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Martinsville’s Stone wins Humane Society award
Martinsville Animal Control Officer E.C. Stone is shown with a dog named Snowflake. Stone recently was presented the Humanitarian Award for 2013 by the Virginia Federation of Humane Societies. (Contributed photo)
Friday, April 12, 2013
Martinsville Animal Control Officer E.C. Stone recently was awarded the Humanitarian Award for 2013 by the Virginia Federation of Humane Societies.
“This is huge,” Stone said of the award and surprise nomination by the Martinsville-Henry County SPCA. “It was quite a shock and quite humbling at the same time, especially once I found out what the award meant. It was an honor just to be nominated, let alone being recipient of the award that is given to only one animal control officer each year,” he said.
The award was presented during a recent ceremony in Virginia Beach, Stone said.
“This is one of the biggest honors that can be given to an animal control officer,” Stone added.
The award is given to an animal control officer who has established a positive relationship and maintained the safety and health within the community, made a significant impact on improving the image of the animal control profession in the community, and demonstrated overall excellence in the performance of his job, according to a release from the federation.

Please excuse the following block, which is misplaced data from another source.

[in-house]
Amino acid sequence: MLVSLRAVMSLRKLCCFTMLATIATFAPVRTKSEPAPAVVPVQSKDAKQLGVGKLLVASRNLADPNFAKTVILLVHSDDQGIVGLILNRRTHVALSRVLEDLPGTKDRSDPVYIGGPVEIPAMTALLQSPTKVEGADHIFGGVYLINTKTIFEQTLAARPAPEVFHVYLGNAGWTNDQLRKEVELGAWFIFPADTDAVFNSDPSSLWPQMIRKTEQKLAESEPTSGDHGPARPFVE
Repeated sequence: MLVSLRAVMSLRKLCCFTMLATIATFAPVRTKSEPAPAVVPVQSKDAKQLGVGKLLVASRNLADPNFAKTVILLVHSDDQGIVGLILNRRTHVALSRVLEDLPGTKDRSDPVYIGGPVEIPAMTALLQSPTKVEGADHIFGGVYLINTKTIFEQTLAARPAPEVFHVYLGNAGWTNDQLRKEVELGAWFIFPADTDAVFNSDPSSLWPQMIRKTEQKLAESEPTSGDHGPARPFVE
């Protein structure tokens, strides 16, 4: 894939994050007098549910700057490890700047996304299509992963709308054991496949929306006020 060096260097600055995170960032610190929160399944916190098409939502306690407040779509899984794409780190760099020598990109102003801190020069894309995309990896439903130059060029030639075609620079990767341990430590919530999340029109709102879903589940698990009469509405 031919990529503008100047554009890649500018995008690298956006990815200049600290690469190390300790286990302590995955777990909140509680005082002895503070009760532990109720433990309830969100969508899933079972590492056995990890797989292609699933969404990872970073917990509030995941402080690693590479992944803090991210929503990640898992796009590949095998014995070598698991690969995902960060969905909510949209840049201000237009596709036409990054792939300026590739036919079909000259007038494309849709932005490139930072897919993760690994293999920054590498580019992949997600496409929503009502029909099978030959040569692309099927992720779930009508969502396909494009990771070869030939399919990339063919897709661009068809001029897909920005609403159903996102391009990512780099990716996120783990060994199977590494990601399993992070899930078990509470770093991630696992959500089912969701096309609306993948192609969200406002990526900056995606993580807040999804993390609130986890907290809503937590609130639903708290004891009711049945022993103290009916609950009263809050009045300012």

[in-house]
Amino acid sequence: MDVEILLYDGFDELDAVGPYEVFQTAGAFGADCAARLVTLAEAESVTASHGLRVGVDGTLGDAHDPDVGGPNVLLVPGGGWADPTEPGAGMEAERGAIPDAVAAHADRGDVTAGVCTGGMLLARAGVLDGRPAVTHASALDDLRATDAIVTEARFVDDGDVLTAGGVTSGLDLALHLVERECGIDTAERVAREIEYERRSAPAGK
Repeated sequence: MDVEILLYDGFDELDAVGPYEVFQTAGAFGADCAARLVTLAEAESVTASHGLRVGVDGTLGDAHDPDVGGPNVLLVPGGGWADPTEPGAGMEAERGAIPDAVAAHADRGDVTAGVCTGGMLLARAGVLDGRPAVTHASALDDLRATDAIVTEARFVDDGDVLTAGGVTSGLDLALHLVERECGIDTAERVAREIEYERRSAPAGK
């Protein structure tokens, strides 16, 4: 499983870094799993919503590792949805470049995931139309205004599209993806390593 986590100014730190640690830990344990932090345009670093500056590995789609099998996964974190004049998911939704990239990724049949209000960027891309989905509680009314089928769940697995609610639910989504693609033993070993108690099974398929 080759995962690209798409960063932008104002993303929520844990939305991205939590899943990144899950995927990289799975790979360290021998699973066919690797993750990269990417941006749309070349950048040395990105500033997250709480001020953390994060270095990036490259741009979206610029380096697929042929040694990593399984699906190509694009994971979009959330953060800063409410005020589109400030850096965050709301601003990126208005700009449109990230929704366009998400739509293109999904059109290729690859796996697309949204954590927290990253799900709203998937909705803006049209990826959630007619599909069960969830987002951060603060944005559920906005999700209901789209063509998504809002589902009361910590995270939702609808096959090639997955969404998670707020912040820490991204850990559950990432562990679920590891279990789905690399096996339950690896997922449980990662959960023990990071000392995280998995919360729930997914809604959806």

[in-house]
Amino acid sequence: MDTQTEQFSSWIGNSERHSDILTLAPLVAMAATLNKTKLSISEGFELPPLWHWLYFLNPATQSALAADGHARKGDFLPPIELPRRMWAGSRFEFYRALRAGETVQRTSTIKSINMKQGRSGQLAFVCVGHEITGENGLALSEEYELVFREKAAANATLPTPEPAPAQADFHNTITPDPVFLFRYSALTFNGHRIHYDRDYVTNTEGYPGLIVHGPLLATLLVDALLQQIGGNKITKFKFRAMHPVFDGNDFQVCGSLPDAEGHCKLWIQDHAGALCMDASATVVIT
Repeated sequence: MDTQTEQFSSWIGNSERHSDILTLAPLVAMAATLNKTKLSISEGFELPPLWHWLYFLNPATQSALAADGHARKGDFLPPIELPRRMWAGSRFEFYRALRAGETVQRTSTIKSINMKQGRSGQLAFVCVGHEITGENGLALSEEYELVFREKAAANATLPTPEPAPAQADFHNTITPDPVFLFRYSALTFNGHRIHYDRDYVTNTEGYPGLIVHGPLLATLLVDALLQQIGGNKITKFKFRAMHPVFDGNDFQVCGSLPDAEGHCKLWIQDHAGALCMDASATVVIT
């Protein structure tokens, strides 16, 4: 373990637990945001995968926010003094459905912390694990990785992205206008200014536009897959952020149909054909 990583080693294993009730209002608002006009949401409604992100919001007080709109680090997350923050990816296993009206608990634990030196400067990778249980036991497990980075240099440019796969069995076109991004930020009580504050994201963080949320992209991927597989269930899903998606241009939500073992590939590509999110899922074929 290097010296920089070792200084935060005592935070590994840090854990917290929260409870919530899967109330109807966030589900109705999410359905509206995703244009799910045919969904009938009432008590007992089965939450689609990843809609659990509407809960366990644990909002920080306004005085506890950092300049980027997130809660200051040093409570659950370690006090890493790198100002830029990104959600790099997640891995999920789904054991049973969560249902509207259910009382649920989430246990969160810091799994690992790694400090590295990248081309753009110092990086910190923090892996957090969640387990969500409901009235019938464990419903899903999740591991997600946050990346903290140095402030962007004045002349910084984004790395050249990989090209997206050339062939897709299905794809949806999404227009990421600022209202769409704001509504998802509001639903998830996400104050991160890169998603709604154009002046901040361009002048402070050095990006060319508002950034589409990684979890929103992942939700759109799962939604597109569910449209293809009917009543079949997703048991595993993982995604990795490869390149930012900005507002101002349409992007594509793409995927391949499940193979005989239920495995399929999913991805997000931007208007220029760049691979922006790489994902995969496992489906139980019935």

As the only animal control officer in the city, Stone said his duties include maintaining the city animal shelter, investigating animal cruelty cases, picking up stray dogs and cats, and accepting owner-released animals.
Each weekday, Stone and an inmate clean the pound. He said he also must “keep up with all the paperwork” and other routine projects, such as painting, as needed.
He works with Carol Berlauk and other staff members/volunteers in the SPCA “to get the dogs and cats that we pick up adopted,” Stone said.
He considers it his duty to work to try and save animals “instead of just taking and putting animals down when their time is up. I try to give them a good fighting chance” and has held some dogs in the pound for “more than two months while trying to get them adopted.”
His relationship with the SPCA began as a working one, and “it has developed into a friendship,” Stone said. “I can’t thank the SPCA enough.”
Also, Henry County Animal Control officers Chris Price and Scott Semones taught Stone a lot when he first was assigned to the post. The Henry County officers “are kind of my go-to people when I have questions. They’ve always been there to help me” in the position that he said he considers a “learning experience.”
A self-described animal lover, Stone said he has four dogs, one cat and a horse. “I’ve always had dogs,” he said, and added that he asked for the animal control position as a result.
“After I got it, I thought, ‘this is where I should have been all the time,’” he said. “It’s still police work. I still investigate, and I still make charges,” but he now does that “from a more of a humane” standpoint.